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What is the point of Adam Sandler’s Netflix movies? Other than the money, other than the roles for his friends and family, other than the fact that Netflix will apparently throw anything down its content well, regardless of whether it has a chance of making a splash or not—what’s he doing here? Sandler’s continued existence as an artist must be tied to something more than merely punishing his audience.
It is within this framework that I am forced to consider Father of the Year, the latest from Sandler’s Happy Madison production company to be sucked into the streaming abyss. The film stars Joey Bragg (Wet Hot American Summer: Ten Years Later, Disney Channel’s Liv and Maddie) and Matt Shively (Santa Clarita Diet, The Real O’Neals), as Ben and Larry, two childhood best friends home for the summer after graduating college. One night, they get into a drunken argument about which one of their dads would win in a fight. When Ben’s father, the white-trash Wayne, hears that Larry’s father, the nerdy Mardy, has said that he could beat Wayne up, things quickly get taken too far.
Happy Madison company staple David Spade plays Wayne, in an over-the-top, Boston-accented performance which feels like it was written for Sandler himself. Of course, Spade is no stranger to playing these guys. One of his more iconic characters remains the underdog Joe Dirt. But Wayne is a lazy character in a lazy movie, and Spade is giving a lazy performance. As someone who always preferred sarcastic Spade to trailer-park Spade, it’s doubly disappointing.
Spade is joined by other members of Sandler’s stable, including his wife Jackie, his nephew Jared, his pal Allen Covert, and the voice of his SNL peer Kevin Nealon. (Again, let it never be said that the guy doesn’t take care of his own.) It’s the new additions to the Sandlerverse who are more interesting though. Nat Faxon brings the most he can to Mardy, who amounts to a stereotypically overlooked beta male. It’s odd to see him in this movie at all, considering he’s never run with the Happy Madison crew before. Perhaps Rob Schneider wasn’t available, or they didn’t think Kevin James could convincingly play a scientist.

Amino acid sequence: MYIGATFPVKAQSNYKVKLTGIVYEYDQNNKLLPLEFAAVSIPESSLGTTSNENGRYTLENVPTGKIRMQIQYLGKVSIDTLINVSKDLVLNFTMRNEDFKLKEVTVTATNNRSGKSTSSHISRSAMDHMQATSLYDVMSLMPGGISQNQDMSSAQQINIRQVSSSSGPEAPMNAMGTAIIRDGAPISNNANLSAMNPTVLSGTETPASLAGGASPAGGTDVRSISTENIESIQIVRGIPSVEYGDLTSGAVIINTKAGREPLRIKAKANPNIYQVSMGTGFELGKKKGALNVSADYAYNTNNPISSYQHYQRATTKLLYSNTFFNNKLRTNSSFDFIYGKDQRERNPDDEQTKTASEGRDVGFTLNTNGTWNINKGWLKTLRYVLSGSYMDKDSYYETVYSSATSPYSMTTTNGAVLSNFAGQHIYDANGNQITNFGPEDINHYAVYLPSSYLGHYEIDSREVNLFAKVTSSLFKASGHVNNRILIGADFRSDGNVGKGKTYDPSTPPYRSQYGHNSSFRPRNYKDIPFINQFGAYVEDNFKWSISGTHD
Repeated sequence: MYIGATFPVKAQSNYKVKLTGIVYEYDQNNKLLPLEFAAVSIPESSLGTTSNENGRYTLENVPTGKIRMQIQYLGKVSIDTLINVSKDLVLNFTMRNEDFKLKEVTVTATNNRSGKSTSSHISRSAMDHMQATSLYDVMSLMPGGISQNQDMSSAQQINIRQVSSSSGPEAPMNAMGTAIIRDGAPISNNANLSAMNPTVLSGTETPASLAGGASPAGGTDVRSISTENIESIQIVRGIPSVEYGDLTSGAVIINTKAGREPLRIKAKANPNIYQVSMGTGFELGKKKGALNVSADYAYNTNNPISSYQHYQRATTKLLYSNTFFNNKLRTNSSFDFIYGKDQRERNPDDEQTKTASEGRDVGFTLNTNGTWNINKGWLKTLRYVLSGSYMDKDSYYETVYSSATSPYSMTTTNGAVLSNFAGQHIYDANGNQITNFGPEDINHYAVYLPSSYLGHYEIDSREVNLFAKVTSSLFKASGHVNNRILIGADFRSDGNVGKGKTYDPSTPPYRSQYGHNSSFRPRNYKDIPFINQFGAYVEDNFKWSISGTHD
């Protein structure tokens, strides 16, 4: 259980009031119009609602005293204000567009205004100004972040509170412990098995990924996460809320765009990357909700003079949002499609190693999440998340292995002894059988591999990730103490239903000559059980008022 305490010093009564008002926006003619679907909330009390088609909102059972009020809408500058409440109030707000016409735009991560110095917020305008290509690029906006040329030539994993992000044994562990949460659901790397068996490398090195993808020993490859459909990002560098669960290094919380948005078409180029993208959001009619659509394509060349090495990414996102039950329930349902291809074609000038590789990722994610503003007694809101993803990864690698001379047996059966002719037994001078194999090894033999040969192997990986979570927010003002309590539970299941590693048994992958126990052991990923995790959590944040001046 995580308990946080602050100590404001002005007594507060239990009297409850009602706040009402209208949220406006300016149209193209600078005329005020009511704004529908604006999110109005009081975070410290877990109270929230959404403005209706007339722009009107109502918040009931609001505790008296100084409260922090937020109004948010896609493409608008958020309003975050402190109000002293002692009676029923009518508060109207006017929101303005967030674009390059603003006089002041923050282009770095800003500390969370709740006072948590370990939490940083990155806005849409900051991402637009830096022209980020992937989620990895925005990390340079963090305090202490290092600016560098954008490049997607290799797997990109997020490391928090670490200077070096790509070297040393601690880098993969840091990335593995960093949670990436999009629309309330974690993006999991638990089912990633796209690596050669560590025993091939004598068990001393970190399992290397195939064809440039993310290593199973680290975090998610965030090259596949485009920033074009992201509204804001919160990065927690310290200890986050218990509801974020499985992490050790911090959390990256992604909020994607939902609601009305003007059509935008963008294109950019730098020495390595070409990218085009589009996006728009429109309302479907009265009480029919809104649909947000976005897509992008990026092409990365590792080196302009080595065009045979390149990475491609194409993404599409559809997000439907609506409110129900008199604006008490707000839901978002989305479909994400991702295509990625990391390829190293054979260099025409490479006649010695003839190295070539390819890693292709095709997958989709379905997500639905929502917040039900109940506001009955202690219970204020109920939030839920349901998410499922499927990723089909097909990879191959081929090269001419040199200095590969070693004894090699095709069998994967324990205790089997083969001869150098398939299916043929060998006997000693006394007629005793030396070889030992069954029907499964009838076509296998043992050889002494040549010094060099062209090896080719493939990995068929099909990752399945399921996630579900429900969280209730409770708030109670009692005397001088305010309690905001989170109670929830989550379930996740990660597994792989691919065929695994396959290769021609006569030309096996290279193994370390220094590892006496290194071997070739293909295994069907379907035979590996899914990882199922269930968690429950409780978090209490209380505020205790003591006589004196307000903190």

The best part of Father of the Year is the younger cast members, who bring a much-needed vitality to an ensemble that’s long been dominated by over-the-hill men. This whole movie’s premise is predicated on the conceit of older dudes acting immature, but it’s the scenes of Bragg and Shively playing off one another that work best.
This is where I start to look for hidden depths again. With Sandler’s last Netflix film, the surprisingly tolerable The Week Of, he seemed to be considering his role as a father and moved to make a movie which reflected his own experiences watching his daughters grow up. But despite Father of the Year’s title, it isn’t another movie about parenthood. The difference between this and something like Grown Ups is an absence of nostalgia. In one, Sandler and his own friends recount their glory days. In the other, up-and-comers appear poised and ready to take on the world.
I chuckled a good amount of times throughout this movie. I laughed at moments. Guffawed, even. It’s funnier than The Week Of. That doesn’t mean it’s not also a mess.